Posts tagged: health risk

Just Say No To Plastic Straws

Just Say No To Plastic Straws
Graphic ©

Plastic straws are used in huge amounts across the globe and billions are used annually. National Geographic has estimated that in the United Kingdom alone, over 4,400,000,000 plastic straws are discarded each year. In the USA, millions are thrown away daily. [1] Add in the figures for all the rest of the world’s countries and that’s an astonishing amount of plastic trash. Most of these straws are not recycled. They are a single use item that is in fact barely necessary. Life would go on just fine without them!

Plastic straws often end up in the oceans due to their light weight – and cause great damage to marine life. Plastic straws are gradually broken down by sunlight, wind, and water into small fragments called microplastics. Microplastics are taken in by marine life unintentionally as the creatures can not readily differentiate them from food. These ingested straws and broken up pieces of straws, together with other plastic trash, clog the stomach so much that it makes it impossible for the animal to take actual food. A study conducted between 2008 to 2010 at the Brazilian coast found that 15 % of penguins found dead at the coast contained plastic items in their stomach. [1] This is a horrible situation.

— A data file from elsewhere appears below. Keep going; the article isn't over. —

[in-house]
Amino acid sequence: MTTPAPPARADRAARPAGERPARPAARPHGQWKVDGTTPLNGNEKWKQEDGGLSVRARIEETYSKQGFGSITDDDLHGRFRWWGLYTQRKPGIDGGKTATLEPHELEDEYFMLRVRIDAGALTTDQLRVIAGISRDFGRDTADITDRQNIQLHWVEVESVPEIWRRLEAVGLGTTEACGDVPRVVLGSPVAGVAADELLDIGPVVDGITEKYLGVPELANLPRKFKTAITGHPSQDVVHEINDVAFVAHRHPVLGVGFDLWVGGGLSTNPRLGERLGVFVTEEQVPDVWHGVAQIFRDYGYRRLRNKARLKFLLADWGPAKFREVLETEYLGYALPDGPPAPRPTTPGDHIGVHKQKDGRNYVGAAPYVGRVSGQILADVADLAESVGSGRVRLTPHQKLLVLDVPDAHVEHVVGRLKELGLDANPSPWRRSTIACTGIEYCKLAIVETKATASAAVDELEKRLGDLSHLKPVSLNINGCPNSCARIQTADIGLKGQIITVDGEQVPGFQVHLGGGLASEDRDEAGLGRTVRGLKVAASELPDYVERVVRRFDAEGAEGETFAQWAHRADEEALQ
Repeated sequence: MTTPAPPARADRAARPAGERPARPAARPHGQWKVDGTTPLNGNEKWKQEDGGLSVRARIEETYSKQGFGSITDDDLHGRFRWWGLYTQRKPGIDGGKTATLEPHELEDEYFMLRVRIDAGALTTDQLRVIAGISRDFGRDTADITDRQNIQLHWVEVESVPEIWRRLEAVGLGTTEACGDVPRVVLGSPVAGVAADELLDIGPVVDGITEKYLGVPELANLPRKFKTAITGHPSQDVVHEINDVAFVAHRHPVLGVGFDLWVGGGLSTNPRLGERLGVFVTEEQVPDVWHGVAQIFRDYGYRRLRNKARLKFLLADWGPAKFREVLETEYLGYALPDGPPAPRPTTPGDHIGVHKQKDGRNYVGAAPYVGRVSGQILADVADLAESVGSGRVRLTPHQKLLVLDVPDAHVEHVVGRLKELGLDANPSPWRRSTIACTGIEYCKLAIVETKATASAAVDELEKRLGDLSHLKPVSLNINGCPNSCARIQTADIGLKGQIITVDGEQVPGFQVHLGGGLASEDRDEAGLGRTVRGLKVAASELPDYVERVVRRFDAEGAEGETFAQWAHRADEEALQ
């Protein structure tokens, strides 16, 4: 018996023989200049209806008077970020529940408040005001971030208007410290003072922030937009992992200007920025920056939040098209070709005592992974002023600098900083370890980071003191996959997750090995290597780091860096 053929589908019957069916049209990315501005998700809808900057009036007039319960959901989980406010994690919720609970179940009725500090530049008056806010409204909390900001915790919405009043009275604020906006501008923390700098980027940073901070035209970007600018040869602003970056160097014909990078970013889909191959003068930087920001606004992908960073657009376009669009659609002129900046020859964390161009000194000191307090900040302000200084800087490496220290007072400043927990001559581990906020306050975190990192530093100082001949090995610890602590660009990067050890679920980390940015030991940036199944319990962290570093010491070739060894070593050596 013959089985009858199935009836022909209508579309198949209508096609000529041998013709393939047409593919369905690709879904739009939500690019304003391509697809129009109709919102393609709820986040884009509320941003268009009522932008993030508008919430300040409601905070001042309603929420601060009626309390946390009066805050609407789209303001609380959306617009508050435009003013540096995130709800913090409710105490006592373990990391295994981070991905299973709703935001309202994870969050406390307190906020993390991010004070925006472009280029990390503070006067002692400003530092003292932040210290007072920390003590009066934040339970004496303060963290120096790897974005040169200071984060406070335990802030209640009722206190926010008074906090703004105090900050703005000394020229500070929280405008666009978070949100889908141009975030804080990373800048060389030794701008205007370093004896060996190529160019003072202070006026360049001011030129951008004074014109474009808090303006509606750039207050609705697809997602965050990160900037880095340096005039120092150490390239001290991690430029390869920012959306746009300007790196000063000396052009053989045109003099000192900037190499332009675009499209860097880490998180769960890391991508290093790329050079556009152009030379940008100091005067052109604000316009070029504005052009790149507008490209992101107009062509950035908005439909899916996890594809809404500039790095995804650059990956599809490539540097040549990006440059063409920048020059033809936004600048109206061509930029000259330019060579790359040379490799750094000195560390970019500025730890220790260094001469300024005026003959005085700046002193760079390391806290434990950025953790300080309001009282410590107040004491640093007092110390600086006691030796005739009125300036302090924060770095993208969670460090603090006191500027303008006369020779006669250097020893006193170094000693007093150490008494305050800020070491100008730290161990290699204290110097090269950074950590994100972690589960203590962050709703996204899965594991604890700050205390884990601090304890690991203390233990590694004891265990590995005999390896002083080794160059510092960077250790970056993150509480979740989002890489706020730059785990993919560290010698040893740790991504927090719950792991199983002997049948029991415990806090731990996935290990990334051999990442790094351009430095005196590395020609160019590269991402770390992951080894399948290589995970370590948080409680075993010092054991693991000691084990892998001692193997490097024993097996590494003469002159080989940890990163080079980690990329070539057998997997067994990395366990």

The negative impact of plastic straws is huge as they contribute to toxic plastic waste which disrupts every ecosystem on the planet. Marine life and seabirds are greatly harmed by plastic trash and is is now thought that more than 1 million birds and 100,000 marine creatures are killed every year by the ingestion of plastics. [3]

The move to ditch plastic straws is under way. Some cities in the USA have banned them and other countries have proposed bans. This can’t happen soon enough!

Further options include a) simply not using a straw at all b) using a washable, reusable stainless steel (or glass) straw c) using biodegradable / compostable straws made for example from PLA (polylactic acid), rye stems, bamboo or even uncooked pasta. [1]

Learn More: Do You Know Which Plastics Have The Highest Cancer Risk? ►


[1] The Death of the Plastic Straw

[2] Brandão, M.L., K.M. Braga, and J.L. Luque, Marine debris ingestion by Magellanic penguins, Spheniscus magellanicus (Aves: Sphenisciformes), from the Brazilian coastal zone. Marine pollution bulletin, 2011. 62(10): p. 2246-2249.

[3] Panageas, A., The Environmental Impact of Straws and Other Plastics. DU Quark, 2019. 3(2): p. 66-68.